My family is Slavic/Balkan, Chinese, Malay, Jamaican, Jewish, Arab, and Puerto Rican. Across these groups, we hit quite a few holidays, cultural differences, and histories. One of the things I love best about early childhood education is just how much children want to learn about the world. It's all new to them, and they're too young to have formed concrete ideas about any of it. I love going into my children's classroom, or having someone from my family go in, and talk about what makes them unique. Usually, childcare groups are very receptive to this. Maybe my husband goes in and speaks about Lunar New Year, or my brother-in-law talks about Carnaval and traditional Jamaican foods. I love to go in and talk about our traditional pottery and handicrafts.
3. Include Same Sex and Nonbinary Couples In Your Art and Books
We all remember learning how to read with flannel boards and pictures on the wall. It was usually a picture of a woman and man with their children labeled "Mom, Dad, brother, sister." It subconsciously reinforces the gender binary and the idea that families only look one way. This is troubling not only for kids who might be in the LGBTQIA+ group, but also for other kids from non-traditional families. That includes single parents, gay parents, grandparents or aunties raising the children, and basically any other grouping you can think of. In a truly multicultural and diverse childcare environment, there must be a dedication to what Ponciano and Shabazian refer to as an anti-bias curriculum. A great place to start is by adding picture books that feature same-sex parents for storytime. It should be normalized, because it is normal.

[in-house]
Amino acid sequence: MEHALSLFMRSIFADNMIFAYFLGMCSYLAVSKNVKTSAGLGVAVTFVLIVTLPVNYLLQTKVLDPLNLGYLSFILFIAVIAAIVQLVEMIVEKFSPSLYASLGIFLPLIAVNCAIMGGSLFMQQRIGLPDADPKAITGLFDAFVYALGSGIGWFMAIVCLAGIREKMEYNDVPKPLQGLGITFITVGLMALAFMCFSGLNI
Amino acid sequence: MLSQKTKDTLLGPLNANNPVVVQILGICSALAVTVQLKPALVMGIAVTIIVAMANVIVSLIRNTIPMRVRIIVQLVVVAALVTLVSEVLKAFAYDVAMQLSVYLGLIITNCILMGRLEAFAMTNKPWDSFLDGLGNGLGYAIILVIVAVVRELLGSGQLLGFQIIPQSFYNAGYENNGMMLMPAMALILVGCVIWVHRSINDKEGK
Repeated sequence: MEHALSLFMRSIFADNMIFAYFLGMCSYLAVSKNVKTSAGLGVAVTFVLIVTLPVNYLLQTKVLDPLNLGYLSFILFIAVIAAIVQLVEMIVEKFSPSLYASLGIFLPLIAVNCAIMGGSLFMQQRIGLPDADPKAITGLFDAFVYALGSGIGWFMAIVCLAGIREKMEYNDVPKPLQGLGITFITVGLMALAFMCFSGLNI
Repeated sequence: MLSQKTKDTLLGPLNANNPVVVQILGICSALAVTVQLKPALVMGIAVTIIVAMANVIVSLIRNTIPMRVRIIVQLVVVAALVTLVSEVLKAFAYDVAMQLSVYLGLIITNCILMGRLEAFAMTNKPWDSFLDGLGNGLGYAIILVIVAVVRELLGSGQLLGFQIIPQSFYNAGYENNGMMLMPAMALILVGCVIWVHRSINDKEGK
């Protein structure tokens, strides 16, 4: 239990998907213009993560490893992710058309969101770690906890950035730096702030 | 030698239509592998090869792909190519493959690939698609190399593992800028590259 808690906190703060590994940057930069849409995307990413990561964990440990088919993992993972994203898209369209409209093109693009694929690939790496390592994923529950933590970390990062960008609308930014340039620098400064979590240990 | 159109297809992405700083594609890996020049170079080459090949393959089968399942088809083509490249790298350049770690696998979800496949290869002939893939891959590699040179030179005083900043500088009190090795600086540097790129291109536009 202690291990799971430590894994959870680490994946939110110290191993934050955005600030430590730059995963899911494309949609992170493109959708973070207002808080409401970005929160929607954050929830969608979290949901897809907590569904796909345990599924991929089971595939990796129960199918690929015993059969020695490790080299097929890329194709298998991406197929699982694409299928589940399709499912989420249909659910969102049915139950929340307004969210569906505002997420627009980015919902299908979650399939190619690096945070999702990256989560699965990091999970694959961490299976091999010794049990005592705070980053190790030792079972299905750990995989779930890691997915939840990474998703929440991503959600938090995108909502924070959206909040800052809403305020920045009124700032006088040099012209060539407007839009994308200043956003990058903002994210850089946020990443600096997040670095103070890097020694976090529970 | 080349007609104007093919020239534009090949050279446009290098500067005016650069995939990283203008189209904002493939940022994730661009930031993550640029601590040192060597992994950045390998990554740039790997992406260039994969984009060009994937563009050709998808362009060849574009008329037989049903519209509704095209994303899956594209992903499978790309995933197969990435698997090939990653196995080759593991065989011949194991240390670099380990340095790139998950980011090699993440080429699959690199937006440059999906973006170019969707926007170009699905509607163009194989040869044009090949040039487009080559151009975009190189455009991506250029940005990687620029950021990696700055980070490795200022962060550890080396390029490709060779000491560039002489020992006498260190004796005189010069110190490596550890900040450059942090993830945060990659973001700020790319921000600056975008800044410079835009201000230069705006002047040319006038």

4. Education for the Educators Should Be Ongoing
In New York City, the public educational system has mandated anti-bias training so that the educators understand how their inherent bias might impact their students and the families of those students. Organizations such as GLSEN, offer programs designed to assure that teachers and staff don't inadvertently cause harm with their words or actions.
5. Look At Classrooms Around The World
Rasmussen College had a fantastic idea of setting up a program where students look at how classrooms or childcare environments look around the world. Research and discover how those children get to school, what do they study? Who are their teachers? It's a great way to learn about other cultures as well as other children.
6. As Ever, Food Is A Fantastic Teacher
My favorite thing about my heritage is its food. My husband and family say the same. It also can teach us so much about a culture. My father's family is from deep in the mountains, high up where it is cold a good part of the year. This means we eat a lot of hearty foods like onions, rye, and wheat, as well as meats and dairy, which are abundant. My husband's family is from the tropics. Their food is filled with fresh fruits and vegetables with almost no meat other than a little chicken and fish. Bringing in meals from other cultures is a multi-sensory experience that engages everyone in lively conversation and learning.
There is no one "best way" on how to incorporate culture and diversity in childcare, but instead, it requires a multifaceted approach that continues throughout a child's education. As parents, it is up to us to determine if and how those needs are being met in our children's school. It's a heavy task, but incredibly important.